The Iranian regime is being accused of poisoning 1,200 university students at Kharazmi, Ark and at least four other universities the day before an anti-regime protest was set to take place resulting in vomiting, severe body aches, and hallucinations.
ISNA, the Iranian news agency, was the first to report the incident, according to The Telegraph. The Iranian science ministry confirmed that the students had food poisoning.
In further protest, the students dumped their food onto the pavement outside their universities. Video footage shows people walking around the food trays and row upon row of plastic bags containing canteen food were reportedly placed on the ground outside Ark University.
Iranian authorities are blaming accidental food poisoning for the illness breakout, according to Hot Air. They claim it is linked to an outbreak of water-borne bacteria in the country.
>1,000 #Iranian university students appear to have been #poisoned just before attending #protests. Many students say their universities' canteen food was contamined deliberately. pic.twitter.com/FdOkrGr84P
— Roxana Saberi (@roxanasaberi) December 7, 2022
“Our past experiences of similar incidents at the Isfahan university negates the authorities’ reason for this mass food poisoning,” a statement from Iran’s national student union declared.
In another less-than-believable coincidence, the student union is reporting that the universities’ clinics have closed or have suddenly run out of electrolytes to treat dehydration due to food poisoning.
“The severity of the students’ condition has sent them to the hospital,” the student union wrote on Telegram.
Female students have been allegedly told to remain inside their dormitories at some universities as if that has anything to do with food poisoning.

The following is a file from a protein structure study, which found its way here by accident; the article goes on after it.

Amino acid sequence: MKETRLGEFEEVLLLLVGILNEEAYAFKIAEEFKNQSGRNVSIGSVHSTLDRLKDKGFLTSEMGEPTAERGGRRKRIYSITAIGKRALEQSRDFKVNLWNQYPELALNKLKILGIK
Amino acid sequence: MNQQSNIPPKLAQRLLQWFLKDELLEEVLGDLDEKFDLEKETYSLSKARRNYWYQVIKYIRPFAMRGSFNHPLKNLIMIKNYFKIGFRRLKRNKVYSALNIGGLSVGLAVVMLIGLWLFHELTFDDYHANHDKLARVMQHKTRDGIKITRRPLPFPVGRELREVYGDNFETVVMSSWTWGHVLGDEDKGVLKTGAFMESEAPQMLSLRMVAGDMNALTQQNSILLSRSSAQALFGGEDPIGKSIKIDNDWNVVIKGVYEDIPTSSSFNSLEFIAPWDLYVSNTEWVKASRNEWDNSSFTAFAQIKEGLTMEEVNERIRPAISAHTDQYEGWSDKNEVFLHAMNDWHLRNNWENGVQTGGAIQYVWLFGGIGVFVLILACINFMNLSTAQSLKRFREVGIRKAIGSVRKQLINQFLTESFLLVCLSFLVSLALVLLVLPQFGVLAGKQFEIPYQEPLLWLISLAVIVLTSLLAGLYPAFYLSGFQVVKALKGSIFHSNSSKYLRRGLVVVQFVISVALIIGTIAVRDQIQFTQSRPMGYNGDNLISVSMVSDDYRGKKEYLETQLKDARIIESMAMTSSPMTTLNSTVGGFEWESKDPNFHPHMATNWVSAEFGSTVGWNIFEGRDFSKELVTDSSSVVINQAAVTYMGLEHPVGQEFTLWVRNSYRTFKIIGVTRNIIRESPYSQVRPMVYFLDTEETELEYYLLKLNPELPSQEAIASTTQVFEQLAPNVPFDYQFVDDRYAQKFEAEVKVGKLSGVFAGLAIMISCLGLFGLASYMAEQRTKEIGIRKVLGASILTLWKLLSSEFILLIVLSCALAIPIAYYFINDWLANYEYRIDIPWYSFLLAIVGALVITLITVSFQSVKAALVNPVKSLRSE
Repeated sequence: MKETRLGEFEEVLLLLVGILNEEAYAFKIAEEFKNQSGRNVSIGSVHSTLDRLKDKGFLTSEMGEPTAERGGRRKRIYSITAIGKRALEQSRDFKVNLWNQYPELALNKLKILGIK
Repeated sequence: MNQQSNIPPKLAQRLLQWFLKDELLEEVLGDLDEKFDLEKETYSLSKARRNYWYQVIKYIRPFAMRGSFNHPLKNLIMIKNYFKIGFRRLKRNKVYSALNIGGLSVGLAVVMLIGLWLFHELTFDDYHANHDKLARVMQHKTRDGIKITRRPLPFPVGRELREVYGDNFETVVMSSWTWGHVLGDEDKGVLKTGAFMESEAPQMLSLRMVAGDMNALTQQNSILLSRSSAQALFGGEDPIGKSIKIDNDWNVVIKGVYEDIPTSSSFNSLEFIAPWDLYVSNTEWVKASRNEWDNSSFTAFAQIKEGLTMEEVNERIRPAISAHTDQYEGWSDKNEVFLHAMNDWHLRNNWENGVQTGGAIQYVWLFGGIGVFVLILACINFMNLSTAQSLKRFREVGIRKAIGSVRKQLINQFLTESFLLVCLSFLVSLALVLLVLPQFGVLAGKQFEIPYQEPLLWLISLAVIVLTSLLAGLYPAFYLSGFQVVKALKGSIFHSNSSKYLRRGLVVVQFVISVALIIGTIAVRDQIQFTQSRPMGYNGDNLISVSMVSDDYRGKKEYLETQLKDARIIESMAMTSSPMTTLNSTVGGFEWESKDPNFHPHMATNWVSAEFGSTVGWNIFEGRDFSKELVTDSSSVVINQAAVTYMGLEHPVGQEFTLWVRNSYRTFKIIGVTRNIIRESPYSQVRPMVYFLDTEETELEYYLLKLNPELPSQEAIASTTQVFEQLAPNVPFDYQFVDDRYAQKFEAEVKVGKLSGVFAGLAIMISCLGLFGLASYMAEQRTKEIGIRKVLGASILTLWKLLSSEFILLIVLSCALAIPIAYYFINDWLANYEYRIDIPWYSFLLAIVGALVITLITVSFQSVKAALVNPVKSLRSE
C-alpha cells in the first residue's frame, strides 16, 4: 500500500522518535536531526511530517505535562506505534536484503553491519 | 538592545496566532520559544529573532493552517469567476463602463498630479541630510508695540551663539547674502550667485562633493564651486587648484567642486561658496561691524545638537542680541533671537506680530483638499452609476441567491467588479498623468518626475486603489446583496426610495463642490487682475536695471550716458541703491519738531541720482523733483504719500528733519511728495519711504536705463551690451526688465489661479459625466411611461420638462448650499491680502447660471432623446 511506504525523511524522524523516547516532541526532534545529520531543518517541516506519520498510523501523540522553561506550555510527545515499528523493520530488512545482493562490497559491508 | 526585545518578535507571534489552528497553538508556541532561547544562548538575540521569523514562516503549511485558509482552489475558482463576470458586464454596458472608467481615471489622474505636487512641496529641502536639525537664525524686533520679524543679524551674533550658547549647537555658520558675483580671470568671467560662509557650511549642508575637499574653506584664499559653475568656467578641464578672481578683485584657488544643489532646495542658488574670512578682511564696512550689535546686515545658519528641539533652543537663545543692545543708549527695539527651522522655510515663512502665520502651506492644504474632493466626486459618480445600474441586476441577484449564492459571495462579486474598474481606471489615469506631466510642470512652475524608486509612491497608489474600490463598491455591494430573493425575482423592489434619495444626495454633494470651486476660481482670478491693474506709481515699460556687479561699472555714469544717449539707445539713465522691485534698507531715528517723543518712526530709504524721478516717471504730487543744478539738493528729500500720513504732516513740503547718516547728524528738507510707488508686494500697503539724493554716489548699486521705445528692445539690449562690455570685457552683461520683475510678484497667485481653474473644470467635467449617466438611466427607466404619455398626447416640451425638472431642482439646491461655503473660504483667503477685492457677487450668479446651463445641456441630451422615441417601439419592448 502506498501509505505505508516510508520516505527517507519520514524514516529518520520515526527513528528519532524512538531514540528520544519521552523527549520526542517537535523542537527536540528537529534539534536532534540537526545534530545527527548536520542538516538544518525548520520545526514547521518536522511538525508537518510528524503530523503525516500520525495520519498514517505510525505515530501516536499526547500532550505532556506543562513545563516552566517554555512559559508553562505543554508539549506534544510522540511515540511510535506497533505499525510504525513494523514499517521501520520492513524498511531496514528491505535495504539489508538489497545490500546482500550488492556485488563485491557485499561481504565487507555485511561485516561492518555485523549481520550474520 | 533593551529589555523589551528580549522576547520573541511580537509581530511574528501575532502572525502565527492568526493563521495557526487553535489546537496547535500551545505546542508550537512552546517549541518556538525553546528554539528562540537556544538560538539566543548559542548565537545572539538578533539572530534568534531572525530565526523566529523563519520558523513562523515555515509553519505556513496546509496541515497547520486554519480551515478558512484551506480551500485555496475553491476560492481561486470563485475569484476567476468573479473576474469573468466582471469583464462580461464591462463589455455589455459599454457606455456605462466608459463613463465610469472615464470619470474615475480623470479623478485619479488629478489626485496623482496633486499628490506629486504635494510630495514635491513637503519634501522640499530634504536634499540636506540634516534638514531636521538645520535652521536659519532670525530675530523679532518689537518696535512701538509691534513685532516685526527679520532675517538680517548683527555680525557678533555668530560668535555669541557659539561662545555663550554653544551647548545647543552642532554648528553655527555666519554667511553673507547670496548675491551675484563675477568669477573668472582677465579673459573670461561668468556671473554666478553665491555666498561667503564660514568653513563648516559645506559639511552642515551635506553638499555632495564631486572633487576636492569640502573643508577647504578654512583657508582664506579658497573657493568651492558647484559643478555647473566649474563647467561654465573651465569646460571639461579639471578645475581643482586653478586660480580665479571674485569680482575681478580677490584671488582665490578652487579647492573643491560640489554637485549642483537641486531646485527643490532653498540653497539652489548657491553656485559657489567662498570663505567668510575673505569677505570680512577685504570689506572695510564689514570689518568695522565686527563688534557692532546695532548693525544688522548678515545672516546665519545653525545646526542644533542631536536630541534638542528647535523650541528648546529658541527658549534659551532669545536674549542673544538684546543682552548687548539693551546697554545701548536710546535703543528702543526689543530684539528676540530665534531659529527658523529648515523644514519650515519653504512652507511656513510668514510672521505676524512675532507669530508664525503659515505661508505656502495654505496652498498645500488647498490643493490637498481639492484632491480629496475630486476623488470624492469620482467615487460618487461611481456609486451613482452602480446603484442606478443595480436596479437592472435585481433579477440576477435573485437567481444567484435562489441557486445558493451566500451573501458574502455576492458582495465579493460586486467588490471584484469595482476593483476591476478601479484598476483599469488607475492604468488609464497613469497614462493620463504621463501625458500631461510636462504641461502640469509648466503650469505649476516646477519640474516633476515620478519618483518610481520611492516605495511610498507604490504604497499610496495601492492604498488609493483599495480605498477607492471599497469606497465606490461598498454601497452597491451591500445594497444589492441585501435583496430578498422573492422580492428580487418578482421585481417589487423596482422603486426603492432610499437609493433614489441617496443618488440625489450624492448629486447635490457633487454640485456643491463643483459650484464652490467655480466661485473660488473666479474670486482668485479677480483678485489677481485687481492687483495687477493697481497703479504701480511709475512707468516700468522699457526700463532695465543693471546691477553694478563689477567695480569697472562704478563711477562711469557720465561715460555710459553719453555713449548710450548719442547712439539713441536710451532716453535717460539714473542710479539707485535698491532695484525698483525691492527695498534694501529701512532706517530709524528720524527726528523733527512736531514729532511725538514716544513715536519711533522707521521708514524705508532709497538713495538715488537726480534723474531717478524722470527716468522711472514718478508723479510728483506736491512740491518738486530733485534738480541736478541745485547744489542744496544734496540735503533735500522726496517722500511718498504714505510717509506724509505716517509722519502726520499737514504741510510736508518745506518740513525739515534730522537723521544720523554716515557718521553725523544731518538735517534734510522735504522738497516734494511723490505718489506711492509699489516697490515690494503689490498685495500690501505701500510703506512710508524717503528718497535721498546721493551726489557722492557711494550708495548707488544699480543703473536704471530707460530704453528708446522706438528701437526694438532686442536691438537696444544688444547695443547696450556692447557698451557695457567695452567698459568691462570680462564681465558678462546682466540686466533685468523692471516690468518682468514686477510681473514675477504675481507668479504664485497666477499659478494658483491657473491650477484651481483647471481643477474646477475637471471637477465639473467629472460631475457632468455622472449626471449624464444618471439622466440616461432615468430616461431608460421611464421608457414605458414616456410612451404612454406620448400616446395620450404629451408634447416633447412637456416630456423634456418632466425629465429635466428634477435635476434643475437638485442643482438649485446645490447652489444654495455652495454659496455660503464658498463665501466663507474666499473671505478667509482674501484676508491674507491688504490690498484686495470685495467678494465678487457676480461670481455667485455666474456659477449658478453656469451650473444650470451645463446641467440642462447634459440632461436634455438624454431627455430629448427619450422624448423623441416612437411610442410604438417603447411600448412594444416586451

A three-day strike period is set to begin on Wednesday to protest the Iranian regime. The protests were set off in September when Mahsa Amini, a 22-year-old Kurdish-Iranian woman, died at the hands of the morality police. She was ostensibly beaten for violating the dress code and died in custody. Since that occurred, Iranian women have taken to the streets in protest, burning their hijabs, shouting anti-regime slogans, and cutting off their hair in defiance.
Over 1,000 Iranian students are experiencing symptoms associated with being poisoned.
Is this intentional by the regime?
— Sen. Marsha Blackburn (@MarshaBlackburn) December 6, 2022
The Ayatollah and those in power are desperate to stop the protests and will do anything to silence these women and those who support them. Iran claims they have abolished the morality police. Many don’t buy it and even if they did, the minute things die down, they would be back in force. That report is now in doubt.
“No official in the Islamic Republic of Iran has confirmed the closure of the morality police,” Al-Alam reported Sunday night. “Some foreign media have tried to characterize the attorney general’s statement as the Islamic Republic’s withdrawal from its hijab [laws] and influenced by the recent riots.”
Ayatollah Ali Khamenei and Iranian lawmakers voted in favor of executing 15,000 protesters for participating in the protests, according to Hot Air. Iranian security forces are also firing live ammunition at protesters. The families of the Iranian World Cup team were threatened if the team members acted out in protest.
Businesses that support the protesters are being shuttered in Iran. People are also reportedly disappearing. A jewelry shop and restaurant belonging to the famous footballer Ali Daei were shut down after he backed protesters’ calls for strikes this week.
repost from @Telegraph #MahsaAmini #مهسا_امینی (Vahdat، Rothwell، 2022) “More than a thousand Iranian university students appear to have been poisoned the night before they were due to attend mass anti-reqime protests being held across the country this week.” pic.twitter.com/4hAy0W7bpB
— Mahimokhtari (@Sunhunterm) December 7, 2022
Nineteen cities so far have joined the nationwide strike in western Iran according to Hengaw, a Kurdish Iranian rights group, as reported by The Telegraph. Shops started closing down on Monday in anticipation of the strike.
Republished with permission from American Wire News Service
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